An exploration into low cost and quick carbon mold production

We would like to make a full sus carbon fiber mountain bike in the Spring of 2023, but we are nervous about attempting the traditional carbon mold methods. They are expensive, difficult, and heavy. All things that are ok if you’re using the frame hundreds of time. However, we only want to make ONE bike frame to test our design and geometry.

Our president (Ziven Posner) had the idea to 3d print a bike and wrap it in carbon fiber, then stick it in a vacuum bag to cure. It was a great idea, but then we would be left with a ton of plastic adding weight but not stiffness or strength. To get around that, he suggested using water soluble filament. This way, we could dissolve the plastic after the carbon cures.

It would allow us to design and fabricate a super custom frame for a relatively low budget. The only issue was, would it work?

That’s when we decided to test it! The headtube area has a lot of compound curves, so we decided to try our method with just the headtube.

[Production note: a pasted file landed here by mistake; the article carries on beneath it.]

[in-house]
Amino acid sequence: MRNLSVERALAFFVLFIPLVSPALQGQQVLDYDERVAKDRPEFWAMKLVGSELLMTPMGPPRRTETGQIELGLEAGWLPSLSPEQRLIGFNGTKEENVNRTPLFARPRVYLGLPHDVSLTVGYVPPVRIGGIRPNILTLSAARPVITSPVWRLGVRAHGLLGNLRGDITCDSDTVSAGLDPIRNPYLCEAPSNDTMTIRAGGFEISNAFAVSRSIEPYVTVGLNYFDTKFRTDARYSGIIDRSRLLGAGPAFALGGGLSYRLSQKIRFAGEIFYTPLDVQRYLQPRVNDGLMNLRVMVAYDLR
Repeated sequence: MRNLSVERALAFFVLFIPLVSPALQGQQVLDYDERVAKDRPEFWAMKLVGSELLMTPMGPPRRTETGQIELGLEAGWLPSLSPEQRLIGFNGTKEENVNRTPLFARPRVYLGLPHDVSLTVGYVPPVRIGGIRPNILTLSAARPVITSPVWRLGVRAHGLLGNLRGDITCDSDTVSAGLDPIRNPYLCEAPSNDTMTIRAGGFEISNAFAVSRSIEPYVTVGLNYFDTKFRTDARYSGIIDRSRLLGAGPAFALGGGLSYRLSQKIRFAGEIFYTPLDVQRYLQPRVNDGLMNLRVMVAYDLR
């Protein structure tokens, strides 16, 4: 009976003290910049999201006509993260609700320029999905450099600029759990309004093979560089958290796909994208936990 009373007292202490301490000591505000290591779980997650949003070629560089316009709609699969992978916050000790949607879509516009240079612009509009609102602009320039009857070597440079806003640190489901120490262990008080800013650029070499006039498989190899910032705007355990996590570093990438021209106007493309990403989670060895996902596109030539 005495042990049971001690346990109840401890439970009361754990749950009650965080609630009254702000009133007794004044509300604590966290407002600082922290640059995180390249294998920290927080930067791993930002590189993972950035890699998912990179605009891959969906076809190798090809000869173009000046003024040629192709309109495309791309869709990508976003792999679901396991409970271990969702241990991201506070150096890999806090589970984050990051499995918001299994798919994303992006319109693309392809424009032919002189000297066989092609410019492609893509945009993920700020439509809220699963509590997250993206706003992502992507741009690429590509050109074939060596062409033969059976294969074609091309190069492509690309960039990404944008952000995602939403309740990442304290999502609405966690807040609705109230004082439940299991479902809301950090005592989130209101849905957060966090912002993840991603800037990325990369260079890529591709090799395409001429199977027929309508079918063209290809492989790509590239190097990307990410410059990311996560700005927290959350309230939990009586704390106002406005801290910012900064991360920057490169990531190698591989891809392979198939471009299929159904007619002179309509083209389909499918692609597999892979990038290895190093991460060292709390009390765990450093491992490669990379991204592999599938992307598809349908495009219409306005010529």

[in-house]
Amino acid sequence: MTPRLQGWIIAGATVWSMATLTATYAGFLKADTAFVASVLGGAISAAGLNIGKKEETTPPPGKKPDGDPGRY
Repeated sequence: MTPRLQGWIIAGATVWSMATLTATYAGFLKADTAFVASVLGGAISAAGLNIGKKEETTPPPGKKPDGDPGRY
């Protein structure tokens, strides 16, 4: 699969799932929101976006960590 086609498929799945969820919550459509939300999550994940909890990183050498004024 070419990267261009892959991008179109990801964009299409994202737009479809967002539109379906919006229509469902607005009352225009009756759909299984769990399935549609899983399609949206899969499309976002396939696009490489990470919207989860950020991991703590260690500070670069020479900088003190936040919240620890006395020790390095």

After modeling it, we 3d printed it
The print turned out well, for the most part
After the carbon cured, we soaked it in the sink and trimmed of the excess carbon
It was slow going, but after a few days was all cleared out
We did a float coat to clean up the exterior!
The final product!

All in all, we are very happy with the results. Squeezing it is surprising because of how stiff it is even though it weighs almost nothing. To be clear, we didn’t to any FEA or testing. This whole little experiment was simply to test a new manufacturing method to check for any blind spots and gain some intuition with the process.

I hope you enjoyed, and stay tuned for more research into carbon fiber manufacturing methods!

Categories: Engineering

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